Marx was asked to apply the greasepaint mustache once more for You Bet Your Life when it came to television, but he refused, opting instead to grow a real one, which he wore for the rest of his life. By this time, his eyesight had weakened enough for him actually to need corrective lenses; before then, his eyeglasses had merely been a stage prop. He debuted this new, and now much-older, appearance in Love Happy, the Marx Brothers’s last film as a comedy team.

He did paint the old character mustache over his real one on a few rare performing occasions, including a TV sketch with Jackie Gleason on the latter’s variety show in the 1960s (in which they performed a variation on the song “Mister Gallagher and Mister Shean,” co-written by Marx’s uncle Al Shean) and the 1968 Otto Preminger film Skidoo. In his late 70s at the time, Marx remarked on his appearance: “I looked like I was embalmed.” He played a mob boss called “God” and, according to Marx, “both my performance and the film were God-awful!”

The exaggerated walk, with one hand on the small of his back and his torso bent almost 90 degrees at the waist was a parody of a fad from the 1880s and 1890s. Fashionable young men of the upper classes would affect a walk with their right hand held fast to the base of their spines, and with a slight lean forward at the waist and a very slight twist toward the right with the left shoulder, allowing the left hand to swing free with the gait. (Edmund Morris, in his biography The Rise of Theodore Roosevelt, describes a young Roosevelt, newly elected to the State Assembly, walking into the House Chamber for the first time in this trendy, affected gait, somewhat to the amusement of the older and more rural members.)[citation needed] Groucho exaggerated this fad to a marked degree, and the comedy effect was enhanced by how out of date the fashion was by the 1940s and 1950s.

Personal life[edit]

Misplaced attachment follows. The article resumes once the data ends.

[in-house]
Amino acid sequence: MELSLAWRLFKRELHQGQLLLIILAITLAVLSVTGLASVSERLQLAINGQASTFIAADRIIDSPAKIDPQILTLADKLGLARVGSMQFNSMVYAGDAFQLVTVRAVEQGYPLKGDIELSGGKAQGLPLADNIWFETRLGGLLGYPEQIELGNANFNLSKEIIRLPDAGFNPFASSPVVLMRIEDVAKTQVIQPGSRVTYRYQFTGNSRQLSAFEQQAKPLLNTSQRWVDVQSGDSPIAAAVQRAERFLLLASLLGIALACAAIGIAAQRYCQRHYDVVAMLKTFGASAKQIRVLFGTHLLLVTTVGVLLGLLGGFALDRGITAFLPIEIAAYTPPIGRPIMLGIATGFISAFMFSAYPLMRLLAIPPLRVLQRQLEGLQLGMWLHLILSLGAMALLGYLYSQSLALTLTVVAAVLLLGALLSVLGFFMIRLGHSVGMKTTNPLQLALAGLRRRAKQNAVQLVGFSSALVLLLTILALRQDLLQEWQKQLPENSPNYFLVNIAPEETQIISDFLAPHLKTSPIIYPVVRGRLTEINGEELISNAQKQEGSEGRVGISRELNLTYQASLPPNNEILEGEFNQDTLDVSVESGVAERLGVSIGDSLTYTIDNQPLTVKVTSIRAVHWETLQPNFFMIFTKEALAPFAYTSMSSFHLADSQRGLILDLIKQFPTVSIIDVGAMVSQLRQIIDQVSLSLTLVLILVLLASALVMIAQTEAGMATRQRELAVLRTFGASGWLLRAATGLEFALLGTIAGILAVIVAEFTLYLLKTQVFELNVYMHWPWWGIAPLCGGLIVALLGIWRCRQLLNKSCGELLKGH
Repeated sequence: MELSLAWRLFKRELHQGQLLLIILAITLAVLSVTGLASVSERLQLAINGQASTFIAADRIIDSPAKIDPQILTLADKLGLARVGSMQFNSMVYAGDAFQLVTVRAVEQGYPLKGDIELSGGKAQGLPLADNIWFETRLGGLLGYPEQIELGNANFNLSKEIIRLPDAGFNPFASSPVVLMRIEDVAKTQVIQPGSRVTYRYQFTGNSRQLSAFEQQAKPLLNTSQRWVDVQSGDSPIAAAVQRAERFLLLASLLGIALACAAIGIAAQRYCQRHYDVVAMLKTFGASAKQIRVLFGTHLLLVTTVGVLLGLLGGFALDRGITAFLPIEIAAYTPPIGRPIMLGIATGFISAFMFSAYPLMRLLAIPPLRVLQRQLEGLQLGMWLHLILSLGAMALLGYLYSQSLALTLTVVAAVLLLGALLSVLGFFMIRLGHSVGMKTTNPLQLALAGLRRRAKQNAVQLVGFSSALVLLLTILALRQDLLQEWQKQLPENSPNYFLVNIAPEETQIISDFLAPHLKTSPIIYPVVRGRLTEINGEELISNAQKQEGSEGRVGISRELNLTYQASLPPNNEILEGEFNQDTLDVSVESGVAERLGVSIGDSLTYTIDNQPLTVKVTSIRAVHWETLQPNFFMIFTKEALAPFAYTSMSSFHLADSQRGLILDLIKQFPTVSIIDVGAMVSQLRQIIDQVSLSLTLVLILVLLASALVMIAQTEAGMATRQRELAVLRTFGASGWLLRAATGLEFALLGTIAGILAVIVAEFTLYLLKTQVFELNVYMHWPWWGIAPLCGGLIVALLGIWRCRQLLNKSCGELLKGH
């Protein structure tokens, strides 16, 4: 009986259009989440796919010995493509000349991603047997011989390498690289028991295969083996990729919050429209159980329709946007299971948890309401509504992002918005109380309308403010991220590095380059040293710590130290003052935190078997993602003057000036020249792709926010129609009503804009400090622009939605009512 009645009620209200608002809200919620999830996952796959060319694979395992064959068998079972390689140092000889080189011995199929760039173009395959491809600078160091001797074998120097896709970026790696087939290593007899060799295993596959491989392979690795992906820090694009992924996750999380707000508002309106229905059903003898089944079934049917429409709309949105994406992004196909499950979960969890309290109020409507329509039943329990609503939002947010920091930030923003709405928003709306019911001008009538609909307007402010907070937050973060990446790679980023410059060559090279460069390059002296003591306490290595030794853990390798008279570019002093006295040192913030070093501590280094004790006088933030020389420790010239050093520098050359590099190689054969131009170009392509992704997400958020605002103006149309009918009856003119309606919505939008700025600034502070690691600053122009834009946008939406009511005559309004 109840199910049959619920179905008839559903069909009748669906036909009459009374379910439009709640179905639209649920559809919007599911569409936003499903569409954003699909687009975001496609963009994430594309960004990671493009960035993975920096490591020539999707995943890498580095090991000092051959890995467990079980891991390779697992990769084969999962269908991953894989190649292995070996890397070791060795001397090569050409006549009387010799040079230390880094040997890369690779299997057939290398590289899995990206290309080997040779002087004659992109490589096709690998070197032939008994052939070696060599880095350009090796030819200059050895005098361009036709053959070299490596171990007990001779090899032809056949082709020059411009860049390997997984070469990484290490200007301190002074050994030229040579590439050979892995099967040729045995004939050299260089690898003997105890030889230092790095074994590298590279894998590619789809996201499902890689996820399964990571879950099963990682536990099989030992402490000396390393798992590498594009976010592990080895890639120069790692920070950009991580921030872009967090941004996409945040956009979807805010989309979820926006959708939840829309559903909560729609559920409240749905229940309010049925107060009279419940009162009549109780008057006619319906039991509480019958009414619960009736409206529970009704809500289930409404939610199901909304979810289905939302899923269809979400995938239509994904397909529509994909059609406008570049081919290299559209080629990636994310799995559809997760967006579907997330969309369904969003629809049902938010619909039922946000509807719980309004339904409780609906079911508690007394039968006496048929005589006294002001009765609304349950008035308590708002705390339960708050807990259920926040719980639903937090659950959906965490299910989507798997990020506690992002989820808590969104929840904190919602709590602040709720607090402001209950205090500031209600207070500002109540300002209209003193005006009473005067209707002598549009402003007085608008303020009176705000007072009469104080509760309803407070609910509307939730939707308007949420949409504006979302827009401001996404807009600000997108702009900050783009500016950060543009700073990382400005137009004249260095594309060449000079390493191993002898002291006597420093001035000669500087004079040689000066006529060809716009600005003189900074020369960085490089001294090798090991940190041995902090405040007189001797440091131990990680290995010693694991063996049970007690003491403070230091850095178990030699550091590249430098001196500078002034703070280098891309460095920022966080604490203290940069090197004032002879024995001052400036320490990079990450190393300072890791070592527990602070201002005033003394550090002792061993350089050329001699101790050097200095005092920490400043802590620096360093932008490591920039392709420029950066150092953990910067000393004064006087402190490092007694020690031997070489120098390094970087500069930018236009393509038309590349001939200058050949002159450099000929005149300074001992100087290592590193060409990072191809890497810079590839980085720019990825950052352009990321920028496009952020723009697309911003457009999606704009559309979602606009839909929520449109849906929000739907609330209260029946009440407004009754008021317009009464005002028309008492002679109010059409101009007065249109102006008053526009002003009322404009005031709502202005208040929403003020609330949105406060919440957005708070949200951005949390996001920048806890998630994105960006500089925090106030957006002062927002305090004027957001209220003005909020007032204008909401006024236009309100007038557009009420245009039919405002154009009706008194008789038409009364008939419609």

The Marx Brothers (clockwise: Groucho, Chico, and Harpo) by Yusuf Karsh, 1948

At work on You Bet Your Life with daughter Melinda, 1953

Groucho’s three marriages all ended in divorce. His first wife was chorus girl Ruth Johnson. He was 29 and she 19 at the time of their wedding. The couple had two children, Arthur Marx and Miriam Marx. His second wife was Kay Marvis (m. 1945–51), née Catherine Dittig,[10] former wife of Leo Gorcey. Groucho was 54 and Kay 21 at the time of their marriage. They had a daughter, Melinda Marx. His third wife was actress Eden Hartford.[11]She was 24 when she married the 63-year-old Groucho.

During the early 1950s, Groucho described his perfect woman: “Someone who looks like Marilyn Monroe and talks like George S. Kaufman.”[12]

Groucho was denied membership in an informal symphonietta of friends (including Harpo) organized by Ben Hecht, because he could play only the mandolin. When the group began its first rehearsal at Hecht’s home, Groucho rushed in and demanded silence from the “lousy amateurs”. The musicians discovered him conducting a recorded performance ofTannhäuser in Hecht’s living room. Groucho was allowed to join the symphonietta.[13]

Later in life, Groucho would sometimes note to talk show hosts, not entirely jokingly, that he was unable to actually insult anyone, because the target of his comment would assume that it was a Groucho-esque joke, and would laugh.

Despite his lack of formal education, he wrote many books, including his autobiography, Groucho and Me (1959) and Memoirs of a Mangy Lover (1963). He was a friend of such literary figures as T. S. Eliot and Carl Sandburg. Much of his personal correspondence with those and other figures is featured in the book The Groucho Letters (1967) with an introduction and commentary on the letters written by Groucho, who donated[14] his letters to the Library of Congress.

Groucho made serious efforts to learn to play the guitar. In the 1932 film Horse Feathers, Groucho performs the film’s love theme “Everyone Says I Love You” for costar Thelma Todd on a Gibson L-5.[15]

Irving Berlin quipped, “The world would not be in such a snarl, had Marx been Groucho instead of Karl”.[16] In his book The Groucho Phile, Marx says “I’ve been a liberal Democrat all my life”, and “I frankly find Democrats a better, more sympathetic crowd…. I’ll continue to believe that Democrats have a greater regard for the common man than Republicans do”.[17] Marx & Lennon: The Parallel Sayings was published in 2005; the book records similar sayings between Groucho Marx andJohn Lennon.

Later years[edit]

You Bet Your Life[edit]

Groucho’s radio life was not as successful as his life on stage and in film, though historians such as Gerald Nachman and Michael Barson suggest that, in the case of the single-season Flywheel, Shyster, and Flywheel (1932), the failure may have been a combination of a poor time slot and the Marx Brothers’ returning to Hollywood to make another film.

Groucho as host of You Bet Your Life, 1953

In the mid-1940s, during a depressing lull in his career (his radio show Blue Ribbon Town had failed, he failed to sell his proposed sitcom The Flotsam Family only to see it become a huge hit as The Life of Riley with William Bendix in the title role, and the Marx Brothe